This story is the best way I can convey the experiences, inner and outer, of this summer. They didn't literally happen this summer, but kind of...   A little more explanation is at the end.


      The canoes first appeared as dots, emerging from behind the slim silhouette of an island across Devil’s Bay. At first I wasn’t sure. No one else had seen them yet. Children were jumping off the diving tower; parents were milling on the shore. All around me, there was a thread of adrenaline rippling through the waiting families. But when I shifted my stare just a little, I could see them in my peripheral vision: five canoes on the silver water.
      Of course, from where I was standing on the camp’s dock I couldn’t tell they were wood. But like my daughter, I too had traveled this raw landscape in these timeless boats at the rhythmic pace of a paddle stroke. I had portaged loads over the ancient pathways between lakes. I knew her anticipation of this moment, this victorious return.
      Her canoe trip was coming in after nearly forty days. These girls -- no longer girls but hard-tested young women -- had traveled far to the North. Some of them would be changed physically, from soft to muscular, round to lean, thin to strong. All of them would be changed emotionally. The exuberant whooping they would sing as they closed in on us would be a song of triumph – a band of women bound together through trial, mishap, deep beauty, and intimacy. The moment of return, to “civilization” we had called it, was both glory and despair: we had done it! -- it was over.
       Instinctively my heart tightened. Though I stood on the dock among the families as just another mother, in truth I was out there, on the water, under way.
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      “Air raid!” shouted Heather in the front canoe. In my boat, the two campers and I threw down our paddles, kicked off our boots and jumped over the gunwales into the cool depths of Florence Lake. As my body left the glittering sunlight and sank through the blue, I opened my mouth, drinking in the clean water. This was no boggy “piss pond” between portages. This was a big, deep, clear, rock-lined lake that captured the blue sky in fluid play. I burst through the surface and laughed out loud as the others leaped from their canoes around me. Air raids were the champagne of a canoe tripping day: a mischievous, chaotic, giddy reward. And we had earned it.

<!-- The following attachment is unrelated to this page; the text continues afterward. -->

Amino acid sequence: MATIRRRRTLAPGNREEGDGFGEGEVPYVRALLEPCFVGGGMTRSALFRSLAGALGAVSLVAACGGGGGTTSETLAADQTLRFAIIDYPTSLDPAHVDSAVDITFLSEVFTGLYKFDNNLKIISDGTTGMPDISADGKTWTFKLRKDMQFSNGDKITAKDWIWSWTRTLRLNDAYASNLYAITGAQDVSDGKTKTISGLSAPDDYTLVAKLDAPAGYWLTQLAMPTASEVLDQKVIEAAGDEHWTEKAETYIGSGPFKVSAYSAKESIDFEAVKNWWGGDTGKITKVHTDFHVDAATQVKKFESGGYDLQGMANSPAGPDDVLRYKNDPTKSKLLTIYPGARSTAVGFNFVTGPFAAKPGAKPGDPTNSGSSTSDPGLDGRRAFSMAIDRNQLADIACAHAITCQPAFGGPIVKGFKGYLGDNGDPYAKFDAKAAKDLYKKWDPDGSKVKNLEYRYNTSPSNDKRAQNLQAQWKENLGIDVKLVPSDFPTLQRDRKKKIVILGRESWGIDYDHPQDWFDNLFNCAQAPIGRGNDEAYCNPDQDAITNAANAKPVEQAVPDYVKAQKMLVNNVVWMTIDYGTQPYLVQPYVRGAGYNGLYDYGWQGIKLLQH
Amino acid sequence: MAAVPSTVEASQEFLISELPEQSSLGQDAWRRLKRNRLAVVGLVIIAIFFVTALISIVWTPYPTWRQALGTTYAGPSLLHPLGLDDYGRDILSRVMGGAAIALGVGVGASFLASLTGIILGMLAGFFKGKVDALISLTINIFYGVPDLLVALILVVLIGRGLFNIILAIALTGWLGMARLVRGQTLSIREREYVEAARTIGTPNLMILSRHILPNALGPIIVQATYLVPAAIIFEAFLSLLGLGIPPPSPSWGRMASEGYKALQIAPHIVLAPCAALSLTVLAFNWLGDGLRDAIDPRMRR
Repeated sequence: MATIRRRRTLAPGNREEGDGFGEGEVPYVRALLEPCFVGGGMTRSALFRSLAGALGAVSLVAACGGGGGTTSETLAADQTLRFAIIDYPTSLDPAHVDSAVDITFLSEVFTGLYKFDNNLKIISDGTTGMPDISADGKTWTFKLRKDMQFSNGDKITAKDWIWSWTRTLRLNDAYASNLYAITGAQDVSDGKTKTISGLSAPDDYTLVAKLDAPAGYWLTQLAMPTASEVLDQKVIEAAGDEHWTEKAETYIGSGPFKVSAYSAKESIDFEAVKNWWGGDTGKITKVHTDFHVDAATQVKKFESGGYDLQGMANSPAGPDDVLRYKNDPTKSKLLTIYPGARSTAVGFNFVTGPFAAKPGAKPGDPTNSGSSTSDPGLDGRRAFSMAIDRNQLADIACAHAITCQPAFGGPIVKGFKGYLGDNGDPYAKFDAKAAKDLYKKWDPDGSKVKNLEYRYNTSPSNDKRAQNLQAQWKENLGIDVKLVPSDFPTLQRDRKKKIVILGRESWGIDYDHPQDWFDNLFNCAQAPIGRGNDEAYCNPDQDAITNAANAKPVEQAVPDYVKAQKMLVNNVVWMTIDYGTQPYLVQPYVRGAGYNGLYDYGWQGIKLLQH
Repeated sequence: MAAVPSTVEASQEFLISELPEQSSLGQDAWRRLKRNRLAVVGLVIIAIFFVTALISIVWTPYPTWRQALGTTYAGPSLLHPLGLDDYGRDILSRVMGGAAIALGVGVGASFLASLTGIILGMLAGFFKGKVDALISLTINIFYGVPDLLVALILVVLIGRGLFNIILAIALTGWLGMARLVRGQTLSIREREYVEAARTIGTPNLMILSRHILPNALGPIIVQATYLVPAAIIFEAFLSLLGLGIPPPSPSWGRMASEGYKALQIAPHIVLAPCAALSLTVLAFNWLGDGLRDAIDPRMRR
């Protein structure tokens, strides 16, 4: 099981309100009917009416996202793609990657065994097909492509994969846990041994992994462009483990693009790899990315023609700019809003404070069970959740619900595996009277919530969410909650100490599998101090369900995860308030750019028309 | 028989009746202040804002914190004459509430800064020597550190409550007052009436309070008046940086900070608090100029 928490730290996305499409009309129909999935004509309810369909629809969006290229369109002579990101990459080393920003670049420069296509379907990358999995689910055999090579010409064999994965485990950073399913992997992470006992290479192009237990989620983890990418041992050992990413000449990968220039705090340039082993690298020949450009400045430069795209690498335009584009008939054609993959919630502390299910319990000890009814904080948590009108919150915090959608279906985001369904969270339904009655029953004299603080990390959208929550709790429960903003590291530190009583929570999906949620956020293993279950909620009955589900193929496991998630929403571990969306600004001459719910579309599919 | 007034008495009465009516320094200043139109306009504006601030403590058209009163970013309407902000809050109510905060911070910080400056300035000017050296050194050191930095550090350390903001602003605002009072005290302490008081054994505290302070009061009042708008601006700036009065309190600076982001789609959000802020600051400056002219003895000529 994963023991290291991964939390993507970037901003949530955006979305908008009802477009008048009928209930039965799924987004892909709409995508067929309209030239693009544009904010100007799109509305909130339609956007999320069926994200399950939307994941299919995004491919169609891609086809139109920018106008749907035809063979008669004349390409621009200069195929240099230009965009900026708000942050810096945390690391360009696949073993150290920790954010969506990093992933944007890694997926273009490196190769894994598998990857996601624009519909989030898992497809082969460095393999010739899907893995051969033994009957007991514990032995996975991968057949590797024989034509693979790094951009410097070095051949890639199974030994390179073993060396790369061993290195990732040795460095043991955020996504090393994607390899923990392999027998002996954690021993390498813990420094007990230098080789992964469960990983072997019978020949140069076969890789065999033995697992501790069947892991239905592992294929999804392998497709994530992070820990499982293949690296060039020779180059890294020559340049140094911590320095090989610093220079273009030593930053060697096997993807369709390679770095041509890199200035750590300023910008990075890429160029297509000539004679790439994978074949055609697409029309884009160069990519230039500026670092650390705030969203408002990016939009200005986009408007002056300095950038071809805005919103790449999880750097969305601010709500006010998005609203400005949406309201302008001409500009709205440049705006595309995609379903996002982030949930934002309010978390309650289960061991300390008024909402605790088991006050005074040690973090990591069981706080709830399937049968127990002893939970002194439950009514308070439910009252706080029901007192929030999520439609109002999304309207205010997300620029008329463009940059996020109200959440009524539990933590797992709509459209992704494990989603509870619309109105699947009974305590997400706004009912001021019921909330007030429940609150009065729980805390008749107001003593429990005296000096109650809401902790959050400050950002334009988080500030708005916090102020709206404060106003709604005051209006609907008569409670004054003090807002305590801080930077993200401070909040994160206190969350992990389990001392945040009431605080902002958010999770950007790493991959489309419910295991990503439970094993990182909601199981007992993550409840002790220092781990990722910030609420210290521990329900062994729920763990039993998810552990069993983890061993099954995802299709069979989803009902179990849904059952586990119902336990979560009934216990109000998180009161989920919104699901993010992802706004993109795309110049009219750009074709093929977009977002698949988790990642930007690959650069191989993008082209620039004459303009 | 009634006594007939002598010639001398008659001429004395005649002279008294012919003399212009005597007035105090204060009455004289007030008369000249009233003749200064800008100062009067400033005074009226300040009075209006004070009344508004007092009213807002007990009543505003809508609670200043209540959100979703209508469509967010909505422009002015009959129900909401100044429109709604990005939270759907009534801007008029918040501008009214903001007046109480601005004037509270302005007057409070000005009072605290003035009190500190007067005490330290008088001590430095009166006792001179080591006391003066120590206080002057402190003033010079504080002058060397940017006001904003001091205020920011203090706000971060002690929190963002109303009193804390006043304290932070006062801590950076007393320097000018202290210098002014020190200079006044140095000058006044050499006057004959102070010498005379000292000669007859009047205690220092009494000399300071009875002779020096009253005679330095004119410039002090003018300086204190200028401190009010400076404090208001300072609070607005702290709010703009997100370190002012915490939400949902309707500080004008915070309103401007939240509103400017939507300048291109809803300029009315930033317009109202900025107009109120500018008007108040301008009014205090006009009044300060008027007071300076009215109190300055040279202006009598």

In this glacially carved land, travel is easiest on water. Crossing between lakes is hard. I had lumbered across many miles of portages over the summers as a camper, bearing a canvas Duluth pack with leather shoulder straps and a broad tump band across my sweaty forehead.
      This summer I was a counselor, and I carried the wanigan, a rectangular plywood box as wide as my shoulders. It held difficult-to-pack items like the billy set and the knives, and for the first few days, a couple dozen eggs. Borne by only a tump, it was a certifiable torture device. My campers laughed at my “wanigan wiggle”, a trademark walk the wanigan bearer develops. My hips and legs would deftly zigzag around rocks in the trail while my neck and back remained rigid under the box. Particularly tricky was walking the crude log catwalks over a bog. They required balance and agility. I was good at carrying a wanigan, though a sore was developing in the small of my back where it rubbed.
      An hour before the Florence Lake air raid, we had arrived at a notoriously difficult portage. As usual it was a scramble. We dragged the packs out of the canoes and hoisted them onto the campers’ backs. It was like loading a mule train, except most of the girls looked more like long legged colts. They were anxious, but, tumps adjusted and paddles in hand, they staggered off together, one behind another.